# why are curl and divergence defined the way they are?

Curl of a given vector field, $F$, at a given point is a vector, $C$, that gives the measure of amount of rotation the vector undergoes at that point. It has been defined using cross products and determinants. So the curl of a velocity vector is the angular velocity vector. so can I opine that curl of a vector field, $F$, gives a vector, $C$, such that position vector $\times C = F$?

If yes then can anyone provide me a derivation of the formula for curl (the vector with which when $R$ is crossed we obtain the vector whose curl we want to determine)?

Now similar is the case of divergence of a vector field, at a given point it provides us the amount of how much the vector spreads. Can anyone explain to me why it has been defined as the way it is, i.e. derivative of $x$ component wrt $x$ + derivative of $y$ component wrt $y$ + derivative of $z$ component wrt $z$, or provide me with its derivation if there is any?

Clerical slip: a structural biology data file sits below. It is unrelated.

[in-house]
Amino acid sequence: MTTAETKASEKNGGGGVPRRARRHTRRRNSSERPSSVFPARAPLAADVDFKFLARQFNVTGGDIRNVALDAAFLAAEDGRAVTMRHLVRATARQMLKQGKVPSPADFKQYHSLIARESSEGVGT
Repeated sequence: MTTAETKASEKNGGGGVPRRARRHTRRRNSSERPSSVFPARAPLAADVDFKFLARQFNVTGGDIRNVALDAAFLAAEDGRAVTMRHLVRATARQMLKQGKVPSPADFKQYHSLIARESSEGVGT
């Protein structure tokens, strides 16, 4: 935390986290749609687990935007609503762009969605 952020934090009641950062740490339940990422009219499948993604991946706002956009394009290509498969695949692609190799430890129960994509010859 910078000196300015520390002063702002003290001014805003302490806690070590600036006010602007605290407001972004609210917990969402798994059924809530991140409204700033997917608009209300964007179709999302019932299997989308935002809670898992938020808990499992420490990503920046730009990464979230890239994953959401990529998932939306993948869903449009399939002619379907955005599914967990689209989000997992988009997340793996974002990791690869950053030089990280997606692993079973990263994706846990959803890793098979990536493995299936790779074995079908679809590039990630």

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@AsafKaragila +1 Moreover, some of his questions have received some very nice answers that required considerable effort on the part of the suppliers – ItsNotObvious Oct 13 '11 at 19:35
@AsafKargila- Actually , I did not know about this. I am a bit new to math.stackexchange. Hence I am unaware of this custom to accept the answers. From the next time I will take care of it. – Primeczar Oct 16 '11 at 19:20